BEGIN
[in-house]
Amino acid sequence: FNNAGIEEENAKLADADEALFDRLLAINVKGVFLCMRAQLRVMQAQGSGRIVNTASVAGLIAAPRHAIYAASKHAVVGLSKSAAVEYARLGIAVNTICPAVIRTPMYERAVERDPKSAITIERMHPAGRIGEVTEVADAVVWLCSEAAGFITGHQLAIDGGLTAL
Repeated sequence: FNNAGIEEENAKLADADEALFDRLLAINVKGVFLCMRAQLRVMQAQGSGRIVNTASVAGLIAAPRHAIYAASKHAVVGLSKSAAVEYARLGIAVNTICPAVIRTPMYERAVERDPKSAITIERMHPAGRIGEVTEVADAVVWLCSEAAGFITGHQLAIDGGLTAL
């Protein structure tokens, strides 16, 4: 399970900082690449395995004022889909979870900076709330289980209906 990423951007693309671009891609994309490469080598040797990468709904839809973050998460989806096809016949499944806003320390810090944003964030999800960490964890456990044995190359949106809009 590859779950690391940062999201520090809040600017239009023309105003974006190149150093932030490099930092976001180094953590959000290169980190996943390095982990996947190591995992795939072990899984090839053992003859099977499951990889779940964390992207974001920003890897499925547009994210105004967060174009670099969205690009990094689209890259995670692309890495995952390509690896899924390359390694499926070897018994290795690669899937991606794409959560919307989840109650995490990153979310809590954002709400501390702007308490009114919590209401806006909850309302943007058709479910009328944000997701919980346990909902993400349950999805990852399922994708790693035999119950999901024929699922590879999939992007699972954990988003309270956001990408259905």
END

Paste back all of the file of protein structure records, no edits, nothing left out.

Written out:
[in-house]
Amino acid sequence: FNNAGIEEENAKLADADEALFDRLLAINVKGVFLCMRAQLRVMQAQGSGRIVNTASVAGLIAAPRHAIYAASKHAVVGLSKSAAVEYARLGIAVNTICPAVIRTPMYERAVERDPKSAITIERMHPAGRIGEVTEVADAVVWLCSEAAGFITGHQLAIDGGLTAL
Repeated sequence: FNNAGIEEENAKLADADEALFDRLLAINVKGVFLCMRAQLRVMQAQGSGRIVNTASVAGLIAAPRHAIYAASKHAVVGLSKSAAVEYARLGIAVNTICPAVIRTPMYERAVERDPKSAITIERMHPAGRIGEVTEVADAVVWLCSEAAGFITGHQLAIDGGLTAL
């Protein structure tokens, strides 16, 4: 399970900082690449395995004022889909979870900076709330289980209906 990423951007693309671009891609994309490469080598040797990468709904839809973050998460989806096809016949499944806003320390810090944003964030999800960490964890456990044995190359949106809009 590859779950690391940062999201520090809040600017239009023309105003974006190149150093932030490099930092976001180094953590959000290169980190996943390095982990996947190591995992795939072990899984090839053992003859099977499951990889779940964390992207974001920003890897499925547009994210105004967060174009670099969205690009990094689209890259995670692309890495995952390509690896899924390359390694499926070897018994290795690669899937991606794409959560919307989840109650995490990153979310809590954002709400501390702007308490009114919590209401806006909850309302943007058709479910009328944000997701919980346990909902993400349950999805990852399922994708790693035999119950999901024929699922590879999939992007699972954990988003309270956001990408259905």